The OHSU Brain Institute Hosts an Annual Brain Awareness Lecture Series

The OHSU Brain Institute at Oregon Health & Science University will once again host its May Brain Awareness Speaker Series virtually, starting with the first presentation on Wednesday, May 4, then May 12 and 18. . (OHSU)

WHAT:

The OHSU Brain Institute at Oregon Health & Science University will once again host its annual Brain Awareness Speaker Series virtually this year, beginning with the first presentation on Wednesday, May 4 and continuing on May 12 and 18. The annual event, which began in 2000, is one of the largest of its kind in the United States, attracting thousands of attendees, including brain care experts, researchers and community members interested in the brain.

CONFERENCE DETAILS:

Noon, May 4: Looking at fetal brain development: can MRI help predict neurological disorders?

Christopher Kroenke, Ph.D. smiles against a yellow-orange background

Christopher Kroenke, Ph.D. (OHSU)

Christopher Kroenke, Ph.D., professor of behavioral neuroscience at OHSU School of Medicine and adjunct researcher at the Center for Advanced Imaging Research and the Oregon National Center for Primate Research at OHSU, will share his research using the magnetic resonance imaging to observe fetal brain growth and cellular changes. Her work focuses on the second half of pregnancy, when the surface of the brain changes from a smooth appearance to a puckered and wrinkled appearance. By observing this process, the goal is to develop new strategies to predict neurological disorders.

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4 p.m., May 12: Micronutrients for Mental Health: Exploring the Impact of Vitamins and Minerals on ADHD, Anxiety, Stress and Mood Disorders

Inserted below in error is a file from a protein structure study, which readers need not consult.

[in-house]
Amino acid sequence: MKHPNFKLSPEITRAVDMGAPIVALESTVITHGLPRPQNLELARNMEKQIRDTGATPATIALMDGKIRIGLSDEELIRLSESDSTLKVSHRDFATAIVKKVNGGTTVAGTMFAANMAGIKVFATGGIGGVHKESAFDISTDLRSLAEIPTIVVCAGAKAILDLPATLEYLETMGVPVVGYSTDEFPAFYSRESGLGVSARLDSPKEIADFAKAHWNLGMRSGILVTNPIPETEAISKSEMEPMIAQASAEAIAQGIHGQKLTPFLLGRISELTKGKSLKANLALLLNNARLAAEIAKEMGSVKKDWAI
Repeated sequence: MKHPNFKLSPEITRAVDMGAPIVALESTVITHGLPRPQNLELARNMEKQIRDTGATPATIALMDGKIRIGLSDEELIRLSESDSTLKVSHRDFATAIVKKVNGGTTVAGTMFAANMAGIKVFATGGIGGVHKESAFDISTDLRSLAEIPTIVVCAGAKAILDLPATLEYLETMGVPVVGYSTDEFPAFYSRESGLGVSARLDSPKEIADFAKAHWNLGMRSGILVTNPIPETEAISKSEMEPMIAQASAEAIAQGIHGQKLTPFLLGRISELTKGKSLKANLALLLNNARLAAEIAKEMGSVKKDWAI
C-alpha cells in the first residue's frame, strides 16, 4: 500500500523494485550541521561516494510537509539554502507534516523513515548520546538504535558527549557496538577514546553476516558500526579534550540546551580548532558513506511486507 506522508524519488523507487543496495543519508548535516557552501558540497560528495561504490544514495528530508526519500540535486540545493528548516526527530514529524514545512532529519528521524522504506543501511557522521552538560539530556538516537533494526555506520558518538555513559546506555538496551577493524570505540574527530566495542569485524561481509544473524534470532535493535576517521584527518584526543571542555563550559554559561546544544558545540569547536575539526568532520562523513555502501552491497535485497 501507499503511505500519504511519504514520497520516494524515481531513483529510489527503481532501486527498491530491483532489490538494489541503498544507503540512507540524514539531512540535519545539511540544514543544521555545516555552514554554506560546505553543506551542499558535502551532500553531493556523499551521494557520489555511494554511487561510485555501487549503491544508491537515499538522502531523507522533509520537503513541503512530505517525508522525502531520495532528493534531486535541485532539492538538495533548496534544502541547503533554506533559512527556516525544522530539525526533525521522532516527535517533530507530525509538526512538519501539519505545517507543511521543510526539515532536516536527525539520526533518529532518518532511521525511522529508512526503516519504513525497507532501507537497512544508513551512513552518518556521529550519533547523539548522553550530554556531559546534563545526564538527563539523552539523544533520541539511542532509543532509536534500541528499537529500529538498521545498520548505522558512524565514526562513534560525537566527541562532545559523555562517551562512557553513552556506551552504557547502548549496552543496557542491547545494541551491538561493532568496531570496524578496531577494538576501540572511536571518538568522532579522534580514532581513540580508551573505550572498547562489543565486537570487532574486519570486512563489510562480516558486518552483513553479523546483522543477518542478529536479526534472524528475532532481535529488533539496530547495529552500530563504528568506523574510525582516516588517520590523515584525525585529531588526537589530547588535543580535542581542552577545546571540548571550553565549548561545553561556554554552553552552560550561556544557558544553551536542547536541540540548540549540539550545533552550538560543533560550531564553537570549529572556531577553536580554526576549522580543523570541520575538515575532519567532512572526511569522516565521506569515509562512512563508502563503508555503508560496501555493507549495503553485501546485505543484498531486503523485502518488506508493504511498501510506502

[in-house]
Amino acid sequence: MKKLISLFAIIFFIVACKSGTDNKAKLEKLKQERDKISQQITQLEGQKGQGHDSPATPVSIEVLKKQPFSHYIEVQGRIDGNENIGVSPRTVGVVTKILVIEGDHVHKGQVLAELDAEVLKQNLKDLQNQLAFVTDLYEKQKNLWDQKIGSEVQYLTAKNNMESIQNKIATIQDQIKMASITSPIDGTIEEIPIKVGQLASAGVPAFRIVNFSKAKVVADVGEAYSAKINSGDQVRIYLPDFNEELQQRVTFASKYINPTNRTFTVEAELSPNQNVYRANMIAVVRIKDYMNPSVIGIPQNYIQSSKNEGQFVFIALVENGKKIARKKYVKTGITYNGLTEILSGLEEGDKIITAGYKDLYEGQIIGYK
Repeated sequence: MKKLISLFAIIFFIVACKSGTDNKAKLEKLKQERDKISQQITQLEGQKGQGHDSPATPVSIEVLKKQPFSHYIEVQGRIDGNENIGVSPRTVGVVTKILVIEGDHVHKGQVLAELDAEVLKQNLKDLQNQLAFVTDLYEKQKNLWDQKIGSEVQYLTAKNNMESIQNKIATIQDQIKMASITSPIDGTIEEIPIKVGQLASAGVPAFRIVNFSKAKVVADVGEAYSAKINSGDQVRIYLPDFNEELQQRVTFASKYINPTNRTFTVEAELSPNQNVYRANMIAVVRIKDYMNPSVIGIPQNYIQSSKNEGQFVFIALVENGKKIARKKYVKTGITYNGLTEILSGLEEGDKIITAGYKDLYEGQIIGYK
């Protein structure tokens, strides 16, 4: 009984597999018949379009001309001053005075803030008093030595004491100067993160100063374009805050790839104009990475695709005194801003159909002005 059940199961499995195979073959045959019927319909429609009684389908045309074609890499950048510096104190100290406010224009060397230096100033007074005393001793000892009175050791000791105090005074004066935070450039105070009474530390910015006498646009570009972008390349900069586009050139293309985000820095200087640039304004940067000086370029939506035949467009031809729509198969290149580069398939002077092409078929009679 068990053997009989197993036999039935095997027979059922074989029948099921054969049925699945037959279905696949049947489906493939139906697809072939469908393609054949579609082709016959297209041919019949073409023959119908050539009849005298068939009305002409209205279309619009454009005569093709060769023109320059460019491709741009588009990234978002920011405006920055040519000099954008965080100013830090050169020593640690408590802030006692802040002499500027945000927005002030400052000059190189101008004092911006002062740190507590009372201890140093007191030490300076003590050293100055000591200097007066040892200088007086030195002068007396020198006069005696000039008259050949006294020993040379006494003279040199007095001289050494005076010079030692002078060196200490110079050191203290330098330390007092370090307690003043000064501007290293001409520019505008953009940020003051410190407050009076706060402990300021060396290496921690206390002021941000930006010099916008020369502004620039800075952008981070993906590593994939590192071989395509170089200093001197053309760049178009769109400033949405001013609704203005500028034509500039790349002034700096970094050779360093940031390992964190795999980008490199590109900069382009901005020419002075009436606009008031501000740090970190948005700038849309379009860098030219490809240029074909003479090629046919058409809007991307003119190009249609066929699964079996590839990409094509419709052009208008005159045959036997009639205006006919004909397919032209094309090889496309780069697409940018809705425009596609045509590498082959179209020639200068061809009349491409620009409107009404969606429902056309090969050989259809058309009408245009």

Jeni Johnston, Ph.D. smiles against a light gray background.

Jeni Johnstone, Ph.D. (OHSU)

Jeni Johnstone, Ph.D.clinical psychologist and assistant professor of psychiatry (child and adolescent psychiatry) at the OHSU School of Medicine, will present the latest research on the impact of nutrition on mental health, including the impact of vitamin and mineral supplements on a range of mental health issues.

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4 p.m., May 18: The brain connected to the computer: 21st century epilepsy and brain cancer treatment

Ahmed Raslan, MD smiles against a medium gray background.

Ahmed Raslan, MD, (OHSU)

Ahmed Raslan, MD, associate professor of neurological surgery in the OHSU School of Medicine and director of epilepsy and brain mapping for OHSU, will present new technology that promises better outcomes for treatment-resistant epilepsy through brain surgery while patients are awake. Raslan and his colleagues at the University of California, San Diego have developed film-like sensors that show brain activity with 100 times the resolution of existing technologies, allowing surgeons to remove as many tumors or lesions as possible without damage nearby tissues.

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Angela C. Hale